And slowly, we unpacked. We moved from a three storey Victorian terrace to a '60's flat. We swapped huge bedrooms for more useable living space. So nothing quite fitted where it was intended to go. And the spare boxes ended up in the corner of my bedroom, and in the cupboard in Goldie's room. And the house began to feel reasonably assembled.

Fast forwards a few years, and Little Princess is moving in. At 22 months, she moved with her entire life to date in cardboard and plastic boxes. And it all got wedged into the bedroom we were now sharing, in the cupboard in Goldie's room, and in odd corners wherever we could find the space.

Fast forwards again, and Goldie has moved out. We are having all our floors taken up, covered in latex-free screeding, and then latex-free flooring being laid on top. The house needs packing into boxes, we need to move out, and when we move back in again, Little Princess moves into her own room. We unpack the necessaries, and the "might be useful one days" get stuffed into the corner of my room, and the cupboard in what was Goldie's room and now belongs to the Little Princess.

A few years later, and I am in the process of super-cleaning the house. I have a system, it's actually very effective, especially for the first few rooms. As I sort, everything which does not belong in the room I'm sorting gets put in the room where it should be. If that's a room which is already sorted, I put it away, otherwise it gets dumped on the floor/windowsill/bed/wherever. The first room gets sorted in 5 minutes which is a nice motivator to carry on. Second room takes a little longer, as anything belonging in the first room needs putting away. Third room takes longer yet, and so on. My bedroom, as the worst room in the house, I tend to leave until last.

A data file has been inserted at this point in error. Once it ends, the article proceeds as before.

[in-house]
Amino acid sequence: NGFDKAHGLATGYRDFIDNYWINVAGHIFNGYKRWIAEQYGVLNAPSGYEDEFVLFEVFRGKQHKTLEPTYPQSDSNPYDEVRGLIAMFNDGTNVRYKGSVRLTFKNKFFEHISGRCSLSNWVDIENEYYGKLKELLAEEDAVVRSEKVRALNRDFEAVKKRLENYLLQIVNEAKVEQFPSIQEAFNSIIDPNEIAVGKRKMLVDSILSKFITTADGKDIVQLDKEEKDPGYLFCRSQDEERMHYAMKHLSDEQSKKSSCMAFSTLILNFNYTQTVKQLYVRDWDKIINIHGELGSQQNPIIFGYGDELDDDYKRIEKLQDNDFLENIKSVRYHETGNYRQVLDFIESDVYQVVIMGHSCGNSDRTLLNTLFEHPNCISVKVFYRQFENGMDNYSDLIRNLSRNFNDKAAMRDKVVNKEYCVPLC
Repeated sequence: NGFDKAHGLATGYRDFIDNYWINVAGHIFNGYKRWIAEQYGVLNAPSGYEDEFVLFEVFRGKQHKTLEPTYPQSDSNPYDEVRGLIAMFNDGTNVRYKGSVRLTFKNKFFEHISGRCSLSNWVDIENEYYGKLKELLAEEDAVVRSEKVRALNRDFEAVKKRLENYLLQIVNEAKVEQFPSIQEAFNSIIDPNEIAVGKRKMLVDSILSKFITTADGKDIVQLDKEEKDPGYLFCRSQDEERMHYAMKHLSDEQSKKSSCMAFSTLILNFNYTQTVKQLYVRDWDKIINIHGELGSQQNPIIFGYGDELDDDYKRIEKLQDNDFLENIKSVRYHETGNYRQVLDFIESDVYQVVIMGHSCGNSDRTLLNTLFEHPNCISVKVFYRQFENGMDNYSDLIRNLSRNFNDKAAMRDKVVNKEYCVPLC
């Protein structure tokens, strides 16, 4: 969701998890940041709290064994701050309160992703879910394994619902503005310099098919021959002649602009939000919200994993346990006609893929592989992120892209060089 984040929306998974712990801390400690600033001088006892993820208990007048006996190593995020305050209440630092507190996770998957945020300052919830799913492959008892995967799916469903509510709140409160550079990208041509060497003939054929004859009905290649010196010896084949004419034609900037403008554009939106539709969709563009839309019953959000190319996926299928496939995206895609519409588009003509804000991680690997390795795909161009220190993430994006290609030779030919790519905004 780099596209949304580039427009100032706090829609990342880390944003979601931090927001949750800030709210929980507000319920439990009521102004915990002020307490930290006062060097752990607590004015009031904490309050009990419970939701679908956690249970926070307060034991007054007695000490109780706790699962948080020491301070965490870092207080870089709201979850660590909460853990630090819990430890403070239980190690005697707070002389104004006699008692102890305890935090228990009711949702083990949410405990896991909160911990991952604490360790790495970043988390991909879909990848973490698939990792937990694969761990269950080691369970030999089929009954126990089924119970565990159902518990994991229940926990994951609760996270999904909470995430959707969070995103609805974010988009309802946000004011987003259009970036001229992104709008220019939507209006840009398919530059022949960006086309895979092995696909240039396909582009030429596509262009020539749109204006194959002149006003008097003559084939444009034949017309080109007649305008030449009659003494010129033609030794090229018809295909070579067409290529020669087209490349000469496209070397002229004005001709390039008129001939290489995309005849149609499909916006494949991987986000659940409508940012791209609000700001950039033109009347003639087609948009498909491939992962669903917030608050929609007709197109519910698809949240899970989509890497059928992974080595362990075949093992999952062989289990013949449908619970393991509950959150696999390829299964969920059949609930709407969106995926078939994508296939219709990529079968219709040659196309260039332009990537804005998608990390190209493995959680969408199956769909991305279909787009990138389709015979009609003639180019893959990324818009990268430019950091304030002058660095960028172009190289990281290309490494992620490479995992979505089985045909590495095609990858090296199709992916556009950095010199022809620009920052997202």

And then just as I have finished the rest of the house, an emergency foster placement has me setting up a cotbed in my room for the Wahooligan. He stays with us for just a few weeks; the cotbed remains a fixture for the next three years. It becomes my wardrobe, my actual wardrobe being increasingly inaccessible due to the ever-increasing tidal wave of general cruddage, seeping slowly across the floor and leaving me with stepping stones from door to bed. Boxes are stacked, 3 foot high, in front of my drawers, and loose papers and other stuff heaped up and around the chair and onto the wardrobe.

Redecorating the bathroom left a large builder's trug full of bathroom equipment filling the gap between cotbed and my own bed, and more clutter found its natural home under the cot.